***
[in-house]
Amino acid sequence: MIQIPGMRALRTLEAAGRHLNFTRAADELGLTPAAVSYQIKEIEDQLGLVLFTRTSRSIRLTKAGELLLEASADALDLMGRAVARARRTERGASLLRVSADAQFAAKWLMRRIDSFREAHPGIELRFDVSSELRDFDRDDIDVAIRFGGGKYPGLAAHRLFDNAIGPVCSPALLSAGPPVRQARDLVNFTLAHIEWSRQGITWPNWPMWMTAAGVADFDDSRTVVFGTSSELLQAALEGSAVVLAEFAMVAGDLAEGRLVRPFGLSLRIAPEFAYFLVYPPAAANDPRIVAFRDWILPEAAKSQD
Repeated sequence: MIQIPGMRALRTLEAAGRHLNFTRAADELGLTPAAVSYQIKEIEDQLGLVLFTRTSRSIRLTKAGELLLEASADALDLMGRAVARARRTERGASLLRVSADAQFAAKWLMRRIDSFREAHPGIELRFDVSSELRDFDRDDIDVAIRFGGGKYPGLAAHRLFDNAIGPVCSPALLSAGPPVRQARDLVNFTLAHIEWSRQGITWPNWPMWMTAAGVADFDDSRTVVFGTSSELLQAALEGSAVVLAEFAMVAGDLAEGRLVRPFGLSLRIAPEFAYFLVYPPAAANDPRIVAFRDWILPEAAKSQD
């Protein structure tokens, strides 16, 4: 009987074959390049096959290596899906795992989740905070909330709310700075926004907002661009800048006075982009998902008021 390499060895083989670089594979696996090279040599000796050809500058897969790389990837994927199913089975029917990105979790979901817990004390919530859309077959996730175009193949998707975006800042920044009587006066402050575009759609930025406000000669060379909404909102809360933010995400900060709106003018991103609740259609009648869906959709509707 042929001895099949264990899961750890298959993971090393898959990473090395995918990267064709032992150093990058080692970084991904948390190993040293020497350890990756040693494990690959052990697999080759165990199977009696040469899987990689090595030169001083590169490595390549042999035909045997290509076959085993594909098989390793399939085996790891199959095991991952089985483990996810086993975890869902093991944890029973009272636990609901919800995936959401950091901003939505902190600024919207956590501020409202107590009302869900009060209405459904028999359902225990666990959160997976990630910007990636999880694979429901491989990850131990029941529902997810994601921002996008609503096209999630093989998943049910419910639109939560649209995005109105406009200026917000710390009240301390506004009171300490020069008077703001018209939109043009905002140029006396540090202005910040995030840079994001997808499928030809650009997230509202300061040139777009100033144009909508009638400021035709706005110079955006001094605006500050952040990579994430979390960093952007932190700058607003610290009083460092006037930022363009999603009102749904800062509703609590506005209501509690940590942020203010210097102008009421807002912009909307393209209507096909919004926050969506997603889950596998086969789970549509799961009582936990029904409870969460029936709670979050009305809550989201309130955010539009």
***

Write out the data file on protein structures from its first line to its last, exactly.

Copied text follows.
[in-house]
Amino acid sequence: MIQIPGMRALRTLEAAGRHLNFTRAADELGLTPAAVSYQIKEIEDQLGLVLFTRTSRSIRLTKAGELLLEASADALDLMGRAVARARRTERGASLLRVSADAQFAAKWLMRRIDSFREAHPGIELRFDVSSELRDFDRDDIDVAIRFGGGKYPGLAAHRLFDNAIGPVCSPALLSAGPPVRQARDLVNFTLAHIEWSRQGITWPNWPMWMTAAGVADFDDSRTVVFGTSSELLQAALEGSAVVLAEFAMVAGDLAEGRLVRPFGLSLRIAPEFAYFLVYPPAAANDPRIVAFRDWILPEAAKSQD
Repeated sequence: MIQIPGMRALRTLEAAGRHLNFTRAADELGLTPAAVSYQIKEIEDQLGLVLFTRTSRSIRLTKAGELLLEASADALDLMGRAVARARRTERGASLLRVSADAQFAAKWLMRRIDSFREAHPGIELRFDVSSELRDFDRDDIDVAIRFGGGKYPGLAAHRLFDNAIGPVCSPALLSAGPPVRQARDLVNFTLAHIEWSRQGITWPNWPMWMTAAGVADFDDSRTVVFGTSSELLQAALEGSAVVLAEFAMVAGDLAEGRLVRPFGLSLRIAPEFAYFLVYPPAAANDPRIVAFRDWILPEAAKSQD
């Protein structure tokens, strides 16, 4: 009987074959390049096959290596899906795992989740905070909330709310700075926004907002661009800048006075982009998902008021 390499060895083989670089594979696996090279040599000796050809500058897969790389990837994927199913089975029917990105979790979901817990004390919530859309077959996730175009193949998707975006800042920044009587006066402050575009759609930025406000000669060379909404909102809360933010995400900060709106003018991103609740259609009648869906959709509707 042929001895099949264990899961750890298959993971090393898959990473090395995918990267064709032992150093990058080692970084991904948390190993040293020497350890990756040693494990690959052990697999080759165990199977009696040469899987990689090595030169001083590169490595390549042999035909045997290509076959085993594909098989390793399939085996790891199959095991991952089985483990996810086993975890869902093991944890029973009272636990609901919800995936959401950091901003939505902190600024919207956590501020409202107590009302869900009060209405459904028999359902225990666990959160997976990630910007990636999880694979429901491989990850131990029941529902997810994601921002996008609503096209999630093989998943049910419910639109939560649209995005109105406009200026917000710390009240301390506004009171300490020069008077703001018209939109043009905002140029006396540090202005910040995030840079994001997808499928030809650009997230509202300061040139777009100033144009909508009638400021035709706005110079955006001094605006500050952040990579994430979390960093952007932190700058607003610290009083460092006037930022363009999603009102749904800062509703609590506005209501509690940590942020203010210097102008009421807002912009909307393209209507096909919004926050969506997603889950596998086969789970549509799961009582936990029904409870969460029936709670979050009305809550989201309130955010539009």